Green Green (Lion Productions)
Green front man Jeff Lescher gets a little overheated when he describes the impact the band's debut album had when it came out the first time: "Green was a kind of revolutionary album for the Chicago, and really, the national music scene at that time," he writes in the liner notes to a new reissue of the record, originally released on the band's own Gang Green label in 1986. "In Chicago, it made us the 'hot' group of the moment; it made it safe to play pop music in what had been a very misanthropic, Prozac scene."
I won't pretend to know what Prozac had to do with anything in '86, and it was never exactly dangerous to play pop in Chicago, but Green was in fact a breath of fresh air: at the time the city's underground rock scene was pretty underwhelming, with the notable exceptions of the Big Black/Naked Raygun noisy postpunk axis, the art-damaged post-Bauhaus sounds nurtured by the Wax Trax store, and stray prodigies like Eleventh Dream Day. Successful in its day, especially for a self-released album—Lescher jokes that the band "rocketed instantly into obscurity"—Green deserves better than a one-way trip down the memory hole. Now, after many years out of print, it's back in circulation thanks to Lion Productions, a superb label from Geneva, Illinois, that specializes in psych reissues from all over the world. The new edition includes the album plus the band's first seven-inch (super-raw early versions of four songs that were all rerecorded for the full-length) and three other rarities.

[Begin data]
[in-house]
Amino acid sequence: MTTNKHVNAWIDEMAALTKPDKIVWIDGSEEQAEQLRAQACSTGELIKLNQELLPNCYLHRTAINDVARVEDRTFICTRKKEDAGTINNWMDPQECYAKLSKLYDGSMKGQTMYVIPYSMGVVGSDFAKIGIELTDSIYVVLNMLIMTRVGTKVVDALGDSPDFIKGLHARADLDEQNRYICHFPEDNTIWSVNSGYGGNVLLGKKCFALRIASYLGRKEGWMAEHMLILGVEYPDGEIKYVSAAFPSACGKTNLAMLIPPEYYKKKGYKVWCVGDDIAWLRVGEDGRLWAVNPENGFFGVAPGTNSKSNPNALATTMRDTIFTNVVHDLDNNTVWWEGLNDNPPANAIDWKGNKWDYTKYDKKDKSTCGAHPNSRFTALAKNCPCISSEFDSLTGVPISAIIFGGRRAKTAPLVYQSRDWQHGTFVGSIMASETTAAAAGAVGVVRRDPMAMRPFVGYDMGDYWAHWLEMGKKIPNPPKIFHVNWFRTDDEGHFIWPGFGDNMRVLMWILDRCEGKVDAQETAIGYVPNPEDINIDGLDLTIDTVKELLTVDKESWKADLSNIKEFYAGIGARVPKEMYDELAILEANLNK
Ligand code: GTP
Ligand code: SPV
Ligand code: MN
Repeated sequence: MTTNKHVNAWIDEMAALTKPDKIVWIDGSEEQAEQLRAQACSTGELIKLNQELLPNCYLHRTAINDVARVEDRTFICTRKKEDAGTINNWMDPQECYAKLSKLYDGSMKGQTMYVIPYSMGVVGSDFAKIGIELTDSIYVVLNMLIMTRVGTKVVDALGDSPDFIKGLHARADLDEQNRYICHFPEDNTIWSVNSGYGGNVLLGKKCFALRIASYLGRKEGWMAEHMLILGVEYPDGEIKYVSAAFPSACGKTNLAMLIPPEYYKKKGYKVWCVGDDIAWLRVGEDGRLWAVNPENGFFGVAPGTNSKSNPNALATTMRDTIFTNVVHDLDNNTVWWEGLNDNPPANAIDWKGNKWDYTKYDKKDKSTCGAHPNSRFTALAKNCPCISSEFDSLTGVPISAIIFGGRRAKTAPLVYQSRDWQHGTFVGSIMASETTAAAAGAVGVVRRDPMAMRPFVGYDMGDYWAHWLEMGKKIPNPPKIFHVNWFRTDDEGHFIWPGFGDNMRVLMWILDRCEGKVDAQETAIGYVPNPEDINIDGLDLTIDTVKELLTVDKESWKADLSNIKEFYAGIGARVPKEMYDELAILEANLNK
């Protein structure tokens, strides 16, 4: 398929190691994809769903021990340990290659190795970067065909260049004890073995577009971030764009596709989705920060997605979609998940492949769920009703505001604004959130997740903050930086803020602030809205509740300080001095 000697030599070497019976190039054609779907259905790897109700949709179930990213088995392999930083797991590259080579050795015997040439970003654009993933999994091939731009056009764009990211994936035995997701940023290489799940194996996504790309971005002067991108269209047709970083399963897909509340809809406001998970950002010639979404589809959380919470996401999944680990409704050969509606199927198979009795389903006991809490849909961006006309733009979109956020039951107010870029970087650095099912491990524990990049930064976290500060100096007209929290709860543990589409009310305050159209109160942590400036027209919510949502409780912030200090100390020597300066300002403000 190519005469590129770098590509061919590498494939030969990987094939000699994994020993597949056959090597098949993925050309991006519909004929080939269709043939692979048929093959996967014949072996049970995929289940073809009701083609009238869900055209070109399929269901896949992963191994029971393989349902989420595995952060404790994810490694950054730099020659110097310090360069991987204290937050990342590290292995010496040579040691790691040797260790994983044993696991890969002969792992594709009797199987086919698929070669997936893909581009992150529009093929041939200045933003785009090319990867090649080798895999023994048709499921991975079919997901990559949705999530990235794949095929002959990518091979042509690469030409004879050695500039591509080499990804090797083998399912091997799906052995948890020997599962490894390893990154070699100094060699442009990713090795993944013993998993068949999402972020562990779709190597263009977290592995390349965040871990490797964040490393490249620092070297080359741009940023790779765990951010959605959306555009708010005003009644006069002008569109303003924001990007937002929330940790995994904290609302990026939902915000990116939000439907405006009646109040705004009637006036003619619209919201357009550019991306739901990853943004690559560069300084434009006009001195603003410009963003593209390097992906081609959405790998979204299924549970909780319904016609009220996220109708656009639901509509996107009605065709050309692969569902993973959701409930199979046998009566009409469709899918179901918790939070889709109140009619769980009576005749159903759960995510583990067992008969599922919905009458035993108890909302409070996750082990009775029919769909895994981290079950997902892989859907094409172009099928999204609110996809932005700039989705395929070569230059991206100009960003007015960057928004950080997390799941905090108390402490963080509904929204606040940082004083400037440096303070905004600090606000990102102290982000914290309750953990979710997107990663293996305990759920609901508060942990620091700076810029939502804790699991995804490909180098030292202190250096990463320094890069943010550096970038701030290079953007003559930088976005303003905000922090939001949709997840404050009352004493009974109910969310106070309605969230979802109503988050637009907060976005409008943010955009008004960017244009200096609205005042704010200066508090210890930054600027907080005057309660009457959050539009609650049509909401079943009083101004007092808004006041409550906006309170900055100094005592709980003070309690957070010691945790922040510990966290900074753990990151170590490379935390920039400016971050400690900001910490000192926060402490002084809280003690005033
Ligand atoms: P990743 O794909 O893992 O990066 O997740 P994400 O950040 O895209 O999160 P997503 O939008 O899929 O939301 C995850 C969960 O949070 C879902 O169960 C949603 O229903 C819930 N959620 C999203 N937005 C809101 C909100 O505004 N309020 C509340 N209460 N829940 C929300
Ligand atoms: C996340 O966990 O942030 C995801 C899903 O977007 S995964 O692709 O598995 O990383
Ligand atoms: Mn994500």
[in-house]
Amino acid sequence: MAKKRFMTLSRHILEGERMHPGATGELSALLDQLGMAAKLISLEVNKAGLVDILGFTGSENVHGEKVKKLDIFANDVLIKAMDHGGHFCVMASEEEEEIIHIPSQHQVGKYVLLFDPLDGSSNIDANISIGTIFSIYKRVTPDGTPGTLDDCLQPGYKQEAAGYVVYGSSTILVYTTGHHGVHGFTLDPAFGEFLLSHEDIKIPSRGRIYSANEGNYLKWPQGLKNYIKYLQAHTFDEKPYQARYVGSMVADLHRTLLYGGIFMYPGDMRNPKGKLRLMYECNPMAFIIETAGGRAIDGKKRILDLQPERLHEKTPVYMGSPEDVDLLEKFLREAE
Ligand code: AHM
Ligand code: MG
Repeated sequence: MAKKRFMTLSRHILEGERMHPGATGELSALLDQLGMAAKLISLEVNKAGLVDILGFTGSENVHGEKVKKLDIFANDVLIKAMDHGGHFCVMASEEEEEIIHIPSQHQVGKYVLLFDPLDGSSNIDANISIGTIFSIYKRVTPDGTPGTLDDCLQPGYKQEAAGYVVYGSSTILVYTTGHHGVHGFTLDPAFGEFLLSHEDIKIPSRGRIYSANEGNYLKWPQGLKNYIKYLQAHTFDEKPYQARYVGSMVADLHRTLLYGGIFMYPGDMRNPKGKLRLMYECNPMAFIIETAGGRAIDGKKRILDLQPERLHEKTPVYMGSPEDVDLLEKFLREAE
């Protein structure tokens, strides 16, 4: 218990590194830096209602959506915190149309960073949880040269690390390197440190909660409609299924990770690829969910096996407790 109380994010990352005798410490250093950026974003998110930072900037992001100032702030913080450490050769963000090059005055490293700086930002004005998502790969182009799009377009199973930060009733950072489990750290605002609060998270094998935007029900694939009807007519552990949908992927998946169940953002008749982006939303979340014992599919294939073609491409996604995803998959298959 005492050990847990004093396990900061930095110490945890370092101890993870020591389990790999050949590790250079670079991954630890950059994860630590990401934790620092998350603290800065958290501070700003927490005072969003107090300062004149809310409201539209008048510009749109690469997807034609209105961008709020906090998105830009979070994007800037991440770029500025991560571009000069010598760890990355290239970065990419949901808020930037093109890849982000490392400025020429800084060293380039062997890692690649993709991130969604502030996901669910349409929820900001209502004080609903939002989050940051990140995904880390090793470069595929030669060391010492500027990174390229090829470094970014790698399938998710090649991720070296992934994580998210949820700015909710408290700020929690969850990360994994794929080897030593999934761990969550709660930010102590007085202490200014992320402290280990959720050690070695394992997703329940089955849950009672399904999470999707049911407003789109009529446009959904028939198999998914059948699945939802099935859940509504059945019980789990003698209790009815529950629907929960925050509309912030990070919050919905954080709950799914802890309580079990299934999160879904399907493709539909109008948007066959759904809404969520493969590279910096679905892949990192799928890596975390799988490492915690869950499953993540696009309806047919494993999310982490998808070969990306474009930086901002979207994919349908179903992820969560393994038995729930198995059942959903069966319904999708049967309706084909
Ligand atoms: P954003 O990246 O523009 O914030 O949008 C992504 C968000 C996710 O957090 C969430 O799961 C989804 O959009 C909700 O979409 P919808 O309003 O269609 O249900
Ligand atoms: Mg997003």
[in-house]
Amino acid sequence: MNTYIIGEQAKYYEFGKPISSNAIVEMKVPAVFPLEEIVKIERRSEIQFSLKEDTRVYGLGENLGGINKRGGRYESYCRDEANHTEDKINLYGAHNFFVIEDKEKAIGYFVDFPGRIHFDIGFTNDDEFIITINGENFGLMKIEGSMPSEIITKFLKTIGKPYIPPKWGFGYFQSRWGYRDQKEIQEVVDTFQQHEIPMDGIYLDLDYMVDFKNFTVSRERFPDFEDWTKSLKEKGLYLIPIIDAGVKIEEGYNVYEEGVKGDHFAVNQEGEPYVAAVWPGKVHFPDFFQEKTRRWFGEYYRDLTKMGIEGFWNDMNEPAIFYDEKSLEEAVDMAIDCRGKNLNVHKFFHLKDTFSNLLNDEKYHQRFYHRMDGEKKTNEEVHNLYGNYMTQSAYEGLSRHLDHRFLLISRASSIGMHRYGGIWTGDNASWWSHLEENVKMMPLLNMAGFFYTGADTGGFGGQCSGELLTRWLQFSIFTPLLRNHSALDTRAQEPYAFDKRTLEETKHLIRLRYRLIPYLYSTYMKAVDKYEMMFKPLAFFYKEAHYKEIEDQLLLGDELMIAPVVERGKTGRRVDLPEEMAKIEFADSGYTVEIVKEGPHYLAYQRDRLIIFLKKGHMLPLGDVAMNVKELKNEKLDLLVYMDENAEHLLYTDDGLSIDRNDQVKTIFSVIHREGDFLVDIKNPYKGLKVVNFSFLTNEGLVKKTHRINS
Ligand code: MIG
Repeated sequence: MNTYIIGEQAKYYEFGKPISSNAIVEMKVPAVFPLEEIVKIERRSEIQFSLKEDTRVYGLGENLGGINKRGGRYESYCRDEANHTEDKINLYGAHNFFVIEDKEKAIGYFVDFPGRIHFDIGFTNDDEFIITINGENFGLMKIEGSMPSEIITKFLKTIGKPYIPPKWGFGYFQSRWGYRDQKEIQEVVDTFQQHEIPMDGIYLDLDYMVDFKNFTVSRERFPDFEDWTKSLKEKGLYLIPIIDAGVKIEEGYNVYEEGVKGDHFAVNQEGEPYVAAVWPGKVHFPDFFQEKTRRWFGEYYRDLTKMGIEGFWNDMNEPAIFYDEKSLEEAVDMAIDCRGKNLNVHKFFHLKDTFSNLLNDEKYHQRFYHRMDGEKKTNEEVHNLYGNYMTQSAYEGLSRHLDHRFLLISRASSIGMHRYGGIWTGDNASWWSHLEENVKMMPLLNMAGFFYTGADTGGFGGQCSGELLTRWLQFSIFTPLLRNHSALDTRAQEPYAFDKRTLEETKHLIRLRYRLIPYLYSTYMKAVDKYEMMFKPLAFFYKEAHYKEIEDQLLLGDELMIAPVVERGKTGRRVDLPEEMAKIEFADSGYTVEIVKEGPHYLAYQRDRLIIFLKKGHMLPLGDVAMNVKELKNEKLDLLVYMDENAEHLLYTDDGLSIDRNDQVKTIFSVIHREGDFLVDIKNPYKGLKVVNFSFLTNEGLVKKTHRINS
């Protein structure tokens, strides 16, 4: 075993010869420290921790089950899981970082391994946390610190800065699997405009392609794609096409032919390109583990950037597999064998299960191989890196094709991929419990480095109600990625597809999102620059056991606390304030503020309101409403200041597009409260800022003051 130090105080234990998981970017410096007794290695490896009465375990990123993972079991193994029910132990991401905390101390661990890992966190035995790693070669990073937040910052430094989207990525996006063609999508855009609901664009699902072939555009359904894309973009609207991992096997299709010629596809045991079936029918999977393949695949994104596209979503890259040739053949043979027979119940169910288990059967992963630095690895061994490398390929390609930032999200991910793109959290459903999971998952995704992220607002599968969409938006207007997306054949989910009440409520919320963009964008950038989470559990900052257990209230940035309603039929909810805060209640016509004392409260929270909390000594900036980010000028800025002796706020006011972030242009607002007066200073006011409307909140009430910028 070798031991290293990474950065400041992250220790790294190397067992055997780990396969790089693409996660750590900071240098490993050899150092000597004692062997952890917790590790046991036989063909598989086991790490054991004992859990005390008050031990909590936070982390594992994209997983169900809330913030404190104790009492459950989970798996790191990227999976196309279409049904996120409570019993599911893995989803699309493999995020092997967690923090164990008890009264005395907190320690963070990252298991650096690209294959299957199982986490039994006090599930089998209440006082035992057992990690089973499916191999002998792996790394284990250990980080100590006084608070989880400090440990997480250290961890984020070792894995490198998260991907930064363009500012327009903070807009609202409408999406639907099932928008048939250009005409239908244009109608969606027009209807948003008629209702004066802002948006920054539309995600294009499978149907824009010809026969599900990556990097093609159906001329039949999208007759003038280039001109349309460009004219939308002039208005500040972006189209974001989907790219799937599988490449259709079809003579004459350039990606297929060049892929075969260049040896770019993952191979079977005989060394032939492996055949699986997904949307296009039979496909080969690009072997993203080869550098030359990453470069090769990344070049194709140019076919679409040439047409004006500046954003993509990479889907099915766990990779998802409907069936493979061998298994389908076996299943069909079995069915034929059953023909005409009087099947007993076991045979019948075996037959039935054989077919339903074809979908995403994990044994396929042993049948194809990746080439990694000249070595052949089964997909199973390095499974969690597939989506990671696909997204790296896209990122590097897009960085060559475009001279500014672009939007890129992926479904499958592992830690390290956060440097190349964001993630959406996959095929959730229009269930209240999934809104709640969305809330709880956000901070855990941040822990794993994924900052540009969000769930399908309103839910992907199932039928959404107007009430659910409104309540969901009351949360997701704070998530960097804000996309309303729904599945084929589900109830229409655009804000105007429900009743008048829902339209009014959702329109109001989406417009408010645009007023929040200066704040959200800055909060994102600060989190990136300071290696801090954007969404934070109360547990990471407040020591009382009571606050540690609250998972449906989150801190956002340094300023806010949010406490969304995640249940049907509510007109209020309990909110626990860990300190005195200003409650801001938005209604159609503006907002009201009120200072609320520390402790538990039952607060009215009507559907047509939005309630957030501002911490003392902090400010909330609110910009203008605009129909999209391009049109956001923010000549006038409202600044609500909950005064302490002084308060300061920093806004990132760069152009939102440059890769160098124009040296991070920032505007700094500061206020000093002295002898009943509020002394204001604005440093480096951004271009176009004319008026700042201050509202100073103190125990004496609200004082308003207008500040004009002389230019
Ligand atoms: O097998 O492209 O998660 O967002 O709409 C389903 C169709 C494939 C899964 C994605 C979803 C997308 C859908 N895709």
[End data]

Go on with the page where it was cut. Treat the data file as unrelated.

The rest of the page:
Green are still active, despite countless lineup changes. By the late 80s they were doing better in Europe than at home, and they've focused their energies abroad ever since. (Lescher performs in an acoustic duo at Martyrs' on Wednesday, March 10, but he's playing only one or two Green songs.) Their music has grown more accomplished and ambitious over the years, but there's something special about the unrefined exuberance of their first album. Green refracts hooky midwestern power pop from the late 70s and early 80s—Cheap Trick, the Shoes—through the prisms of British-invasion rock and brash punk. The insanely catchy songs are all Lescher originals, and in the liner notes he cops to influences including T. Rex, the Yardbirds, George Jones, the Byrds, Junior Wells, the Clash, and above all the Beatles. I can hear traces of the Sweet and even, on the intro to "Big in Japan," the Sex Pistols—but the melodies are strong and the performances are passionate, which is exactly what a record needs when it isn't trying to break new musical ground.
Produced in part by the late Iain Burgess, Green is a decidedly lo-fi, no-frills affair—Lescher's electric guitar sounds impossibly brittle—but the band makes a virtue of it. They go for broke, for example, on the urgent chorus of "Gotta Getta Record Out," leaning into howled ah-ooh-ooh backup vocals reminiscent of the Fab Four in their mop-top Cavern Club days. Lescher's singing is all over the place, swinging wildly from a piercing, nasal falsetto to a sandpapery sneer to unhinged growls and screams (by the early 90s, when I last saw Green, he'd reined himself in a bit), but he fits this unwieldy instrument neatly into songs as varied as the Yardbirds-style rave-up "If You Love Me" and the primitive country ballad "For You." When I got this reissue I probably hadn't heard Green in two decades, but I recognized every tune. They sound just as good today as they did back then.